A great public servant, Dwight Ink, 99, passed away on October 17 from congestive heart failure. He was a 20-year resident of Lansdowne but lived his final days at the Johnson Center in Sterling.
Dwight devoted more than 40 years to public service and worked in top level policy positions under seven U.S. presidents, from President Eisenhower to President Reagan.
Born September 9, 1922 to parents Dwight P. and Edna (Craun) Ink, Dwight Albert Ink grew up in rural Madison County, Iowa during the Great Depression, the Dust Bowl, and droughts which destroyed his family’s orchard. He left college in 1942 to join the U.S. Army and attained the rank of captain before returning to Iowa State University. After graduating with ISU’s first degree in Government, Dwight went on earn an MPA at the University of Minnesota.
After his first job city in management in Fargo, ND, Dwight went to work for the Atomic Energy Commission Oak Ridge, TN and then Washington, DC where he rose to the position of Assistant General Manager. During his time at the AEC, he worked with Presidents Kennedy and Johnson on nuclear disarmament issues, led efforts to rebuild Alaska after its devasting 9.2 earthquake in 1964, and helped create the Department of Housing and Urban Development. During the Nixon and Ford years, Dwight served as director of management for OMB, and later as deputy administrator and administrator of the General Services Admin. He retired from the federal government 1975.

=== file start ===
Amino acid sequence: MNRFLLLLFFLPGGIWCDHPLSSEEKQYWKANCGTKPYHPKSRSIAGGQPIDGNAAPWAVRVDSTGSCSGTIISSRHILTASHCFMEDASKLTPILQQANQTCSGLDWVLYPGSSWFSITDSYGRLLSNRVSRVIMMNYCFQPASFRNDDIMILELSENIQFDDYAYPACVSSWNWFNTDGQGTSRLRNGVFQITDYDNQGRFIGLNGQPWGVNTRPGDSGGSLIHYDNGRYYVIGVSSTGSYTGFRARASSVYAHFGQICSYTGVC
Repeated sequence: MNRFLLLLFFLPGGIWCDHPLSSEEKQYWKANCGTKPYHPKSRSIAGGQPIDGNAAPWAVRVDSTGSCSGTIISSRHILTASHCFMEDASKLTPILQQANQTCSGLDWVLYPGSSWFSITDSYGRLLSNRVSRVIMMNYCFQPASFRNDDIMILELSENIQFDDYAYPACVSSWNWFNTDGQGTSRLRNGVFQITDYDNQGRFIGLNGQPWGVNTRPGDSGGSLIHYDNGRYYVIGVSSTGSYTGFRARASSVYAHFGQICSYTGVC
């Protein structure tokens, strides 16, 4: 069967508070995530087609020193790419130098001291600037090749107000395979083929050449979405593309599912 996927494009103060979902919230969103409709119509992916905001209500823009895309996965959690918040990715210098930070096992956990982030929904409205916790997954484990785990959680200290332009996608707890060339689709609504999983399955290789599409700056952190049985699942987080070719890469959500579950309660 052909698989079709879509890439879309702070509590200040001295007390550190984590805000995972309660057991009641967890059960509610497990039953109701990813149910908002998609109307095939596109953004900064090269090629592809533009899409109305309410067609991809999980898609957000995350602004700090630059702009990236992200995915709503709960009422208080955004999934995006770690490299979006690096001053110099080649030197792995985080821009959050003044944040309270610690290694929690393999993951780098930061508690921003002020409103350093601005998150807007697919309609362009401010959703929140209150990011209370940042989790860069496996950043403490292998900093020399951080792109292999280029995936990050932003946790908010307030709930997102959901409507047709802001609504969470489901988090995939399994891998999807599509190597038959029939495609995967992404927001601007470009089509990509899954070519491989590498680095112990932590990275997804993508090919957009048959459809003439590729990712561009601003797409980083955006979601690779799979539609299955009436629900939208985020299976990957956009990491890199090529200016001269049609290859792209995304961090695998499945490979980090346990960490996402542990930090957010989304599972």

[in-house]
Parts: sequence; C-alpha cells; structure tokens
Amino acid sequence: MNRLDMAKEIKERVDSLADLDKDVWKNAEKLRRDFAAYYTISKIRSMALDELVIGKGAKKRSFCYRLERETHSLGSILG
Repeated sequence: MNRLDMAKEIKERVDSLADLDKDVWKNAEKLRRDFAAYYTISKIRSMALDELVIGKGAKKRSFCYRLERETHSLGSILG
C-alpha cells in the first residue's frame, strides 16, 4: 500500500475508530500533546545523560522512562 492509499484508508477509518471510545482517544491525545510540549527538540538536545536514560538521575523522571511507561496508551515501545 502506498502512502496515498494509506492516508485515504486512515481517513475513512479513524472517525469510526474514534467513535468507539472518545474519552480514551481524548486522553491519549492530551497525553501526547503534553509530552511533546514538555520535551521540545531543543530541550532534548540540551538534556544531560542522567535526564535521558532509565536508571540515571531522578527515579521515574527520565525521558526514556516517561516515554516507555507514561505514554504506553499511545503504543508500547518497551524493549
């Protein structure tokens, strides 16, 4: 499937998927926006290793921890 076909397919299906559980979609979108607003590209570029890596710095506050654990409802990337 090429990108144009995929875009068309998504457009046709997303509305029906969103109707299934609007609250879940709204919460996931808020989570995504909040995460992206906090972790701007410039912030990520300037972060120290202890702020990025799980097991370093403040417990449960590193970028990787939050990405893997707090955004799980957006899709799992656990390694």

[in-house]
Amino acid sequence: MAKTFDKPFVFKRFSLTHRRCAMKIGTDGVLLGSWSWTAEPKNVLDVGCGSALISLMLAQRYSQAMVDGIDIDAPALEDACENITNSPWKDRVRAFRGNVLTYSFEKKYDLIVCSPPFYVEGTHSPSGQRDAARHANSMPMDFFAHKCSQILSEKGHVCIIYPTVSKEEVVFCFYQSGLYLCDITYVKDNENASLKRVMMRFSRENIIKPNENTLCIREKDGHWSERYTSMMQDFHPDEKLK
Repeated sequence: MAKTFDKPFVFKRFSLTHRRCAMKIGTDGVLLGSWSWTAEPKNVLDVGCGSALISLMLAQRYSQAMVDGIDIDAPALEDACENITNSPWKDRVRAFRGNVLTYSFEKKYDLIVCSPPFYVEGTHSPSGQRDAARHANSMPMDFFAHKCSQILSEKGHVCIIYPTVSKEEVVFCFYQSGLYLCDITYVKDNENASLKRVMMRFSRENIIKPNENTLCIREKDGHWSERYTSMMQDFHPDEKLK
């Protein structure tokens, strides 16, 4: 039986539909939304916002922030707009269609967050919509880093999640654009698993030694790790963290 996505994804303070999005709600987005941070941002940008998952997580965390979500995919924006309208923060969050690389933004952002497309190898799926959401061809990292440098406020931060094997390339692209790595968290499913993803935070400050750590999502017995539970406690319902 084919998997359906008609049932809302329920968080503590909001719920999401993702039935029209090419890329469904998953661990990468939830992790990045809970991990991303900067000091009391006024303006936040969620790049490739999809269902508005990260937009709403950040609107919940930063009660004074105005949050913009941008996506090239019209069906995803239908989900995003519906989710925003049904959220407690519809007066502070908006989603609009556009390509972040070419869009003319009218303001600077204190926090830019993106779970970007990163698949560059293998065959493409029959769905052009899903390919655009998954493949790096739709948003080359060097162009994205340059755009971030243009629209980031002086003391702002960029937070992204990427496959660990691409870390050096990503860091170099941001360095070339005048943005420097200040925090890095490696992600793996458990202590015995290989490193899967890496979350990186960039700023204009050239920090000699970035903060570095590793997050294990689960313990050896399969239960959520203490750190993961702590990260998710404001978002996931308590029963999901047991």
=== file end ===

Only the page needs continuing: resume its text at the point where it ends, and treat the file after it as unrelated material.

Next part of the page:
But he kept being called back to government service. President Carter asked him to lead the task force to reform the federal personnel system, resulting in the Civil Service Reform Act of 1978. President Reagan appointed him to several positions including Administrator of the Community Services Administration and Assistant Secretary for Latin America at the U.S. Agency for International Development. Dwight retired from federal service for the last time in 1988 to become president of the Institute of Public Administration in NYC.
Dwight was a prolific author, wrote dozens of professional articles and four books, including a college textbook when he was 96. He served as president of the American Society for Public Administration and was a Fellow of the National Academy of Public Administration for more than 50 years. One of his most valued honors was in 2019 when he, along with 19 others, was inducted into the first class of the Government Hall of Fame, along with Teddy Roosevelt, the Apollo 11 Astronauts, Elliot Richardson, Colin Powell, and Anthony Fauci.
Dwight Ink’s marriage to Margaret (Child) Ink ended in divorce, but left him with five wonderful children: Stephen, Bruce, Lawrence, Barbara, and Lauri, all of whom survive him, along with stepson David Wolf; and 7 grandchildren and 4 great-grandchildren. His marriage to Dona Wolf and their 45-year partnership was the highlight of his life, as he would tell everyone. American government lost a true public servant and one of its greatest supporters in Dwight Ink, and his family lost their loving patriarch.
Memorial services will be held on Saturday, December 4 at 2 p.m. at the Loudoun Funeral Chapel in Leesburg, 158 Catoctin Circle, S.E. Leesburg, VA. Interment will be at in Arlington National Cemetery at a later date.
In lieu of flowers, donations may be made to the Dwight Ink Endowment Fund, Iowa State University Foundation, 2505 University Blvd, Ames, Iowa 50010-2230.